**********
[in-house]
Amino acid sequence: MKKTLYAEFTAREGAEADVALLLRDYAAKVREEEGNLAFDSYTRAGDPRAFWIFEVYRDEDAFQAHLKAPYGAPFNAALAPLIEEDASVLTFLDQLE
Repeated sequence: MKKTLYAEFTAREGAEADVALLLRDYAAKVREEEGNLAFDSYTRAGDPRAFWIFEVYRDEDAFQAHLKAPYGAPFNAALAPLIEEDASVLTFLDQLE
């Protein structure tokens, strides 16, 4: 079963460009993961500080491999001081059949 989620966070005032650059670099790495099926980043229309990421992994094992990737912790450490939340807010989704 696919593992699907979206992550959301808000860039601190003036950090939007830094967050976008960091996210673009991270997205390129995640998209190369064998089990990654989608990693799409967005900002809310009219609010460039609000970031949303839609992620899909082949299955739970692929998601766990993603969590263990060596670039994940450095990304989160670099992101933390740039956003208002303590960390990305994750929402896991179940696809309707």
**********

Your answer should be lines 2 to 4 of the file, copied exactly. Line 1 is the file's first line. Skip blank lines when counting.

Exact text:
Amino acid sequence: MKKTLYAEFTAREGAEADVALLLRDYAAKVREEEGNLAFDSYTRAGDPRAFWIFEVYRDEDAFQAHLKAPYGAPFNAALAPLIEEDASVLTFLDQLE
Repeated sequence: MKKTLYAEFTAREGAEADVALLLRDYAAKVREEEGNLAFDSYTRAGDPRAFWIFEVYRDEDAFQAHLKAPYGAPFNAALAPLIEEDASVLTFLDQLE
């Protein structure tokens, strides 16, 4: 079963460009993961500080491999001081059949 989620966070005032650059670099790495099926980043229309990421992994094992990737912790450490939340807010989704 696919593992699907979206992550959301808000860039601190003036950090939007830094967050976008960091996210673009991270997205390129995640998209190369064998089990990654989608990693799409967005900002809310009219609010460039609000970031949303839609992620899909082949299955739970692929998601766990993603969590263990060596670039994940450095990304989160670099992101933390740039956003208002303590960390990305994750929402896991179940696809309707």